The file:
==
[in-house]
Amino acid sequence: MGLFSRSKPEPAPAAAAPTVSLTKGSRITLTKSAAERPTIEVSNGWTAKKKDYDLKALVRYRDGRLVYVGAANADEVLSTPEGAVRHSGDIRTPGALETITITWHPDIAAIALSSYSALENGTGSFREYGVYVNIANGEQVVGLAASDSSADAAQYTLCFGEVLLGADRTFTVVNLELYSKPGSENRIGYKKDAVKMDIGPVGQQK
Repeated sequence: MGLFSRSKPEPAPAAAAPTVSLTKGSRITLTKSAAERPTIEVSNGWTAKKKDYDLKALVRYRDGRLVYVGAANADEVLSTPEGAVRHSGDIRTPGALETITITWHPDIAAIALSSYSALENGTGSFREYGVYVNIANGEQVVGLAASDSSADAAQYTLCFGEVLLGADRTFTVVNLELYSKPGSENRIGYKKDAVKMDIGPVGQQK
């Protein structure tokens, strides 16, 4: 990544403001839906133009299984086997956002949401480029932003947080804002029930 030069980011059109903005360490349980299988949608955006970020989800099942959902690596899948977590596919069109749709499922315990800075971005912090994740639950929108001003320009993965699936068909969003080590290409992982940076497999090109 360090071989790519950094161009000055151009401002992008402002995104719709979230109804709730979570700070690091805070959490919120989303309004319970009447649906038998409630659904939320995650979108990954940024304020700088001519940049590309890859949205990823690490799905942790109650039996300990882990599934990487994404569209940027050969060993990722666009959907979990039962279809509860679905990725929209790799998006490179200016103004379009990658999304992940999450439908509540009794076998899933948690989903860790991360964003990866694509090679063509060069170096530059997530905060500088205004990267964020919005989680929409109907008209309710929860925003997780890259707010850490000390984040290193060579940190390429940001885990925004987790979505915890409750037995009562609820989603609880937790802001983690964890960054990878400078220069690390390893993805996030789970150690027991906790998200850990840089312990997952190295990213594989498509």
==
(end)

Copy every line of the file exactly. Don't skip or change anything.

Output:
[in-house]
Amino acid sequence: MGLFSRSKPEPAPAAAAPTVSLTKGSRITLTKSAAERPTIEVSNGWTAKKKDYDLKALVRYRDGRLVYVGAANADEVLSTPEGAVRHSGDIRTPGALETITITWHPDIAAIALSSYSALENGTGSFREYGVYVNIANGEQVVGLAASDSSADAAQYTLCFGEVLLGADRTFTVVNLELYSKPGSENRIGYKKDAVKMDIGPVGQQK
Repeated sequence: MGLFSRSKPEPAPAAAAPTVSLTKGSRITLTKSAAERPTIEVSNGWTAKKKDYDLKALVRYRDGRLVYVGAANADEVLSTPEGAVRHSGDIRTPGALETITITWHPDIAAIALSSYSALENGTGSFREYGVYVNIANGEQVVGLAASDSSADAAQYTLCFGEVLLGADRTFTVVNLELYSKPGSENRIGYKKDAVKMDIGPVGQQK
């Protein structure tokens, strides 16, 4: 990544403001839906133009299984086997956002949401480029932003947080804002029930 030069980011059109903005360490349980299988949608955006970020989800099942959902690596899948977590596919069109749709499922315990800075971005912090994740639950929108001003320009993965699936068909969003080590290409992982940076497999090109 360090071989790519950094161009000055151009401002992008402002995104719709979230109804709730979570700070690091805070959490919120989303309004319970009447649906038998409630659904939320995650979108990954940024304020700088001519940049590309890859949205990823690490799905942790109650039996300990882990599934990487994404569209940027050969060993990722666009959907979990039962279809509860679905990725929209790799998006490179200016103004379009990658999304992940999450439908509540009794076998899933948690989903860790991360964003990866694509090679063509060069170096530059997530905060500088205004990267964020919005989680929409109907008209309710929860925003997780890259707010850490000390984040290193060579940190390429940001885990925004987790979505915890409750037995009562609820989603609880937790802001983690964890960054990878400078220069690390390893993805996030789970150690027991906790998200850990840089312990997952190295990213594989498509």